To do that, the 5-foot-1, 138-pound Devine has her eyes set of getting her weight down to 132 or 126, where she will have a chance at earning a starting spot in a wrestle-off with her teammates.
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North County High School, 10 1st Ave E, Glen Burnie, MD 21061-2073, USA
"She doesn't ask for favors or privileges," Liddick said. "She only asks to be treated as a fair and equal competitor. She's a good learner, a good competitor and a good cooperator, which means she's coachable. She respects her teammates and the sport and I see her getting better every day."
When did you first think you were interested in wrestling?
My brother Dylan's football coach suggested he try wrestling his freshman year to work on his strength and quickness. After watching him for a season, I wanted to do it. I was in sixth grade.
How did you go about getting started?
That next summer, there were open-mat wrestling nights at Meade, and there was a girl I knew who would go there with her brother, and they said come along. So I did.
Wrestling is such a hard sport, what was it you liked about it?
Just seeing that it's not about just being strong. It's about technique. And if you put a lot of hard work in to it, you can do almost anything.
What is it you want to do?
I want to go all the way to the Olympics. I want a future in wrestling. My parents, coach Liddick and I are already looking into colleges that have women's wrestling teams.
Speaking of your parents, what do they think of their daughter wrestling?
Both of my parents are extremely accepting. I had been in martial arts, so they were used to seeing me in physical sports with boys, and they knew I was in wrestling for the sport, not the boys. I've never been a girlie girl, but my favorite color is pink.
Do you have interests other than wrestling?
I like art, and I like physics. My brother and I have always been into art, and there is a physics teacher here that makes that class really fun. It's a long way off, but I think I'd like to find a college with a good art program and women's wrestling team.
Are you familiar with other young women who have wrestled and what they've accomplished?
When you're in the wrestling community, the guys bring up the names of other women wrestlers to let you know you're not alone. I know about Nicole Woody from Arundel and Helen Maroulis (a Rockville native who is a member of the 2011 national team), who went to school in Maryland for a while (Magruder), and Ali Bernard (who won a bronze medal at the 2011 world championships).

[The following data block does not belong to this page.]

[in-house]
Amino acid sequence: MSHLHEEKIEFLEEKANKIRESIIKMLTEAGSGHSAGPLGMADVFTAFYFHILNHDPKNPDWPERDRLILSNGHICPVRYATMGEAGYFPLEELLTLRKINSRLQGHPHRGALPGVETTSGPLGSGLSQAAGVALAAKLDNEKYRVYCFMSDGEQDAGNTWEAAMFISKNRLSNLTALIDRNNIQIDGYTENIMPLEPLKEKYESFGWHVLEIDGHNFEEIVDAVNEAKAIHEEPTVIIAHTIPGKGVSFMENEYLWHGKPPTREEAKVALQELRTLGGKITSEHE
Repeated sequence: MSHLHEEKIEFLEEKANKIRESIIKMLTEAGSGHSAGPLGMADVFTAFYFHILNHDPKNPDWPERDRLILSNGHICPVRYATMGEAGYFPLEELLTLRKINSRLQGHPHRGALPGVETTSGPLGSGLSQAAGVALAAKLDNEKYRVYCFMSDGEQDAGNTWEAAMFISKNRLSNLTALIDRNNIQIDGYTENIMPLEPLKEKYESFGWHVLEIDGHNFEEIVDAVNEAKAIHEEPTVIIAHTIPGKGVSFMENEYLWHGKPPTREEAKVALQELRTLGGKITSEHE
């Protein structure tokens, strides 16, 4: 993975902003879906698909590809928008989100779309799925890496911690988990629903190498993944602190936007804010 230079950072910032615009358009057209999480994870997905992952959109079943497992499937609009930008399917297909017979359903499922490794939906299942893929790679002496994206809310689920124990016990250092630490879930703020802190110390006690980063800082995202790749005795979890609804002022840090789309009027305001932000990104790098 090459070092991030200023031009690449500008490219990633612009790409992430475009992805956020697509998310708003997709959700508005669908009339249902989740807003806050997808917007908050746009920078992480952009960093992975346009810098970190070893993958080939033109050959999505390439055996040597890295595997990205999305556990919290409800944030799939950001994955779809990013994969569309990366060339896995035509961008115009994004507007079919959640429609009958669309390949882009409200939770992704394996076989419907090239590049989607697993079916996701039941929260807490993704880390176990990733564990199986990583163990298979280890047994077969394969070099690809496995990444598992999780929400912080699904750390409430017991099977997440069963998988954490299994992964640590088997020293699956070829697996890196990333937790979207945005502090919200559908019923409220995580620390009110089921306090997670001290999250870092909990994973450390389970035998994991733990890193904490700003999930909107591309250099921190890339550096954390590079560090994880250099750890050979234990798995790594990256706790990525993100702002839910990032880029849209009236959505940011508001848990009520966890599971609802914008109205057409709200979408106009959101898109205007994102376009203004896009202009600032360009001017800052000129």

Do you think you're going to be able to lose the weight to make the lower weight classes, and why is that important?
The strength differential between male and female wrestlers is quite different. But it's my responsibility to get down to the best weight for me. I like the responsibility. I was real heavy at 160 last summer. But I'm a defender on the varsity field hockey team, and I did a lot of running with field hockey this fall. My dad, brother and I lift weights at home, and, on Thursdays, here at school we all go into the weight room. Now I'm at 138. I have technique on the mat, but I need to get to 132, where I'd only be giving up a little strength. It would be better for me at 126. I think I can do it. I'm eating just tuna mostly and I am continuing to lose weight. It's a matter of getting my weight down and winning the wrestle-off that determines the starter.
Were you nervous the first time you practiced with your team?
The first time I was definitely nervous. But no one has ever said anything bad to me. No one should be embarrassed on the mat. On the mat, I'm not a girl, I'm just another wrestler. But the first time, I was really uncomfortable. But since then I've discovered that while in wrestling there may be some immaturity, the guys are almost all really nice. It's like having a lot of brothers.